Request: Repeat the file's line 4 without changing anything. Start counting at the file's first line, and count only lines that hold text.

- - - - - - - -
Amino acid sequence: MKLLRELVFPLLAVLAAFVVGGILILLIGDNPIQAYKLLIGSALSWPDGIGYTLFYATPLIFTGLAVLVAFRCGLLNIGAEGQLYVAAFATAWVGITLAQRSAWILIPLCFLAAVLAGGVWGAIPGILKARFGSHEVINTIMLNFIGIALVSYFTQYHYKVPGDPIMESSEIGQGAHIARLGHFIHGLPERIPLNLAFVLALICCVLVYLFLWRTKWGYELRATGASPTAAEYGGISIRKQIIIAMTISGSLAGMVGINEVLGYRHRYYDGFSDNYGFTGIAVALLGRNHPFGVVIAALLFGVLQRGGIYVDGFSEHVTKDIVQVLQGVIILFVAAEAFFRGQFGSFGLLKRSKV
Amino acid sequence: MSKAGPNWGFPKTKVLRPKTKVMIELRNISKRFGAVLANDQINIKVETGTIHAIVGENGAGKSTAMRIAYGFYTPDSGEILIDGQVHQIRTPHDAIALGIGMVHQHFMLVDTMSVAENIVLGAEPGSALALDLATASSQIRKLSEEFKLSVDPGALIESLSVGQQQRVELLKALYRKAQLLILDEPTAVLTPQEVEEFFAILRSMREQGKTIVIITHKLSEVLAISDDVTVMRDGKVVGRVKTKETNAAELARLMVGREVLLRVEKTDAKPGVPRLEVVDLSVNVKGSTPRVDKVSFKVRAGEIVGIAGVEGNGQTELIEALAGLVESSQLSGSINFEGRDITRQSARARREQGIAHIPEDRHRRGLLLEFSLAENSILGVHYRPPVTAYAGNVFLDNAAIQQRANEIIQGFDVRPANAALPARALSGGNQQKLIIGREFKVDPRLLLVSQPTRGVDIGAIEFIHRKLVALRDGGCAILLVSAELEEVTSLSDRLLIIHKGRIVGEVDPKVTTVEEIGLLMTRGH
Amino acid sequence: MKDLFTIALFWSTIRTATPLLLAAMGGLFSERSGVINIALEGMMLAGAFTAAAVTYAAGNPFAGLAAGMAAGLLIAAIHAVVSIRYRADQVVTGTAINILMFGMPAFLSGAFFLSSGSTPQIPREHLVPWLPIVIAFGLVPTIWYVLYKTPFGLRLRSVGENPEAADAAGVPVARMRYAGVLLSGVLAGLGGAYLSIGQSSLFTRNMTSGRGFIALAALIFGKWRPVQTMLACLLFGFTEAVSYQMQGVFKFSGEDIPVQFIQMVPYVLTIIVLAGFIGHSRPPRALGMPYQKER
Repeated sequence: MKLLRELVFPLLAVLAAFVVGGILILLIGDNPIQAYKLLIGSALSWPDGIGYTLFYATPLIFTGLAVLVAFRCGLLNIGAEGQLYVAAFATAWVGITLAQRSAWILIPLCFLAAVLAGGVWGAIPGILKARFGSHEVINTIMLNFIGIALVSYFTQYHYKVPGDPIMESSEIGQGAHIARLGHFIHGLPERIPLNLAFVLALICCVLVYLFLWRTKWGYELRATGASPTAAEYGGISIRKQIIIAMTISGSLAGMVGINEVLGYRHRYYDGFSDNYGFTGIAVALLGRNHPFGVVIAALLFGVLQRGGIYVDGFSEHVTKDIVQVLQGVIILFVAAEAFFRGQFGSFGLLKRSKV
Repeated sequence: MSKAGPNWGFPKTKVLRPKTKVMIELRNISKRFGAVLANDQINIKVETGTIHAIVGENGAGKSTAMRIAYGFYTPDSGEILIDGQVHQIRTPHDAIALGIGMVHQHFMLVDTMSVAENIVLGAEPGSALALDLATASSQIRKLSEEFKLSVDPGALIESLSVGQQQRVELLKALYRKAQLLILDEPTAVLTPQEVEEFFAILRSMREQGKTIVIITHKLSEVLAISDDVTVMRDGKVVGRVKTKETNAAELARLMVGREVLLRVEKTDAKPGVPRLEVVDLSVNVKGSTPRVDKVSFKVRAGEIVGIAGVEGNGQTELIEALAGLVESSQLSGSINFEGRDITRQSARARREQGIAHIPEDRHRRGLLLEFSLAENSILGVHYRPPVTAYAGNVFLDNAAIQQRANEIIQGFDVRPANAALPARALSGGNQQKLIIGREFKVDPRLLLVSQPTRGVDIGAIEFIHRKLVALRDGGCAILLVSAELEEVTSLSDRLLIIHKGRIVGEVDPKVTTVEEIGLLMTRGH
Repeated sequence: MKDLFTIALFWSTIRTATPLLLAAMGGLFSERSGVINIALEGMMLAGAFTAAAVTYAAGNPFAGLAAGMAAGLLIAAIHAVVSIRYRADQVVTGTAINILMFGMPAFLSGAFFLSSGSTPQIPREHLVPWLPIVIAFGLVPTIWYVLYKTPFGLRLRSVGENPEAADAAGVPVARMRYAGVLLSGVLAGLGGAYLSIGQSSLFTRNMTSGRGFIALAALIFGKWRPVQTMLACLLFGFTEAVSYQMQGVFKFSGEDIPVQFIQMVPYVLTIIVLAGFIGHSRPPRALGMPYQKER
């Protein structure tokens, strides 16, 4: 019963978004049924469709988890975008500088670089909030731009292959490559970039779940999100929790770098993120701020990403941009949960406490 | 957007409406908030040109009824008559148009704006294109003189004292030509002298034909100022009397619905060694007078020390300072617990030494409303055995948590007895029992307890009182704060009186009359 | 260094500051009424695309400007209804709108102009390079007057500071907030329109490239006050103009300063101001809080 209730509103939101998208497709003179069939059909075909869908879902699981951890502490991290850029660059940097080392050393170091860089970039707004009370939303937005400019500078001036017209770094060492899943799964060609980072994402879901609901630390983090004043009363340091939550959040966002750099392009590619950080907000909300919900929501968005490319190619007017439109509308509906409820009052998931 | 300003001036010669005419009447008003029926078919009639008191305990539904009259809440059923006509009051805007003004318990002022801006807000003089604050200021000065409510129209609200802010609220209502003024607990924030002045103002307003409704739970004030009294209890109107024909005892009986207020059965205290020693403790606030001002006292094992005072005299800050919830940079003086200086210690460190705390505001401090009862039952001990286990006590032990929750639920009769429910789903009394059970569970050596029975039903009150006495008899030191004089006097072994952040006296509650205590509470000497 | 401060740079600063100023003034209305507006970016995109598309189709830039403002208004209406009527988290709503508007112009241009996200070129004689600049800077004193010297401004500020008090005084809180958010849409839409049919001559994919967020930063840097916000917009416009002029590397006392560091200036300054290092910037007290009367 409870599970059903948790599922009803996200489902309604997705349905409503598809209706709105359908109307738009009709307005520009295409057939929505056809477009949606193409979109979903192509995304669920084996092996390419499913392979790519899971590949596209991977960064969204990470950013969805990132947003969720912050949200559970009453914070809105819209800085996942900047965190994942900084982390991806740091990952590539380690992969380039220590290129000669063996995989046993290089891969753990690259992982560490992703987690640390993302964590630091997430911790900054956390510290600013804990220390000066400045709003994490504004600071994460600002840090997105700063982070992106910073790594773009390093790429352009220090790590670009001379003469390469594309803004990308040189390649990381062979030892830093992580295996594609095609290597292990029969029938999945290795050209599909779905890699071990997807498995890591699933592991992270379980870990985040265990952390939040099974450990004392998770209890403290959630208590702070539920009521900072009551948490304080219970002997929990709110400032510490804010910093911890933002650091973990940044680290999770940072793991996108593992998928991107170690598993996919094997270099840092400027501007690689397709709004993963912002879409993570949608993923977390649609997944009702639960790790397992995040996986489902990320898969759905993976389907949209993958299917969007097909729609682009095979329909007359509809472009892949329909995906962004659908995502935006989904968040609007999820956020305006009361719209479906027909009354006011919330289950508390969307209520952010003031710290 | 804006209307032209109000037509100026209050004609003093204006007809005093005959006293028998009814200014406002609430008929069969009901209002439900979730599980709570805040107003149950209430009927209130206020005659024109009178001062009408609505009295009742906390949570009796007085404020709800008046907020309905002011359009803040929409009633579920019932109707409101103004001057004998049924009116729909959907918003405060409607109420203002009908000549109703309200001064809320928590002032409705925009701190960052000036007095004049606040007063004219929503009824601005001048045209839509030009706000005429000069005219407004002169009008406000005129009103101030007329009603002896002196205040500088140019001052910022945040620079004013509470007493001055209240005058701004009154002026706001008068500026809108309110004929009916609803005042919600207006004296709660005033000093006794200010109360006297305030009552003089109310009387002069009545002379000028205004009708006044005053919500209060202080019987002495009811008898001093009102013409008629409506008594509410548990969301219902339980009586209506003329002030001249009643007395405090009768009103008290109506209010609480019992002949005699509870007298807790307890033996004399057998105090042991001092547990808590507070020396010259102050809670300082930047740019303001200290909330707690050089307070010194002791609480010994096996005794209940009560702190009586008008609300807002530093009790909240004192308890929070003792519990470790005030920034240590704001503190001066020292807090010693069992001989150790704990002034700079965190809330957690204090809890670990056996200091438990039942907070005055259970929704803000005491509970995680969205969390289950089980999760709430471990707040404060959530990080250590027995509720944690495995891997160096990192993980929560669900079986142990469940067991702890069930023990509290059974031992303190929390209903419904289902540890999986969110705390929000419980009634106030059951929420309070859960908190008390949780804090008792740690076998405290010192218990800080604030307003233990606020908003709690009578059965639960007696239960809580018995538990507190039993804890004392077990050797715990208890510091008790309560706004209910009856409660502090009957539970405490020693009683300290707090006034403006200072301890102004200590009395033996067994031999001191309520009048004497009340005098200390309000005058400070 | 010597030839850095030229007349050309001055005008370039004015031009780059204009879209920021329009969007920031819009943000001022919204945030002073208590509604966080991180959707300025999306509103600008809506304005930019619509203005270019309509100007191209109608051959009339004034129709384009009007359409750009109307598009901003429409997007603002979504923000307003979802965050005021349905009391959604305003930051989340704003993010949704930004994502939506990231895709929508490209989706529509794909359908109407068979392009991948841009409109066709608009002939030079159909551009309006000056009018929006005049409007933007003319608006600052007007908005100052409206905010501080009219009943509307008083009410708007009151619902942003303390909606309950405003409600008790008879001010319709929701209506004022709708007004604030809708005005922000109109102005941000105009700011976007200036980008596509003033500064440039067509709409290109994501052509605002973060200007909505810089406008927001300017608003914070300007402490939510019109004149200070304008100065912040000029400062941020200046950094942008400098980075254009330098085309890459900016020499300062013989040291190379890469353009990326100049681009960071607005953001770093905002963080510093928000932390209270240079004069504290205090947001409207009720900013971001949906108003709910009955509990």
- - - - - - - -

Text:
Repeated sequence: MKLLRELVFPLLAVLAAFVVGGILILLIGDNPIQAYKLLIGSALSWPDGIGYTLFYATPLIFTGLAVLVAFRCGLLNIGAEGQLYVAAFATAWVGITLAQRSAWILIPLCFLAAVLAGGVWGAIPGILKARFGSHEVINTIMLNFIGIALVSYFTQYHYKVPGDPIMESSEIGQGAHIARLGHFIHGLPERIPLNLAFVLALICCVLVYLFLWRTKWGYELRATGASPTAAEYGGISIRKQIIIAMTISGSLAGMVGINEVLGYRHRYYDGFSDNYGFTGIAVALLGRNHPFGVVIAALLFGVLQRGGIYVDGFSEHVTKDIVQVLQGVIILFVAAEAFFRGQFGSFGLLKRSKV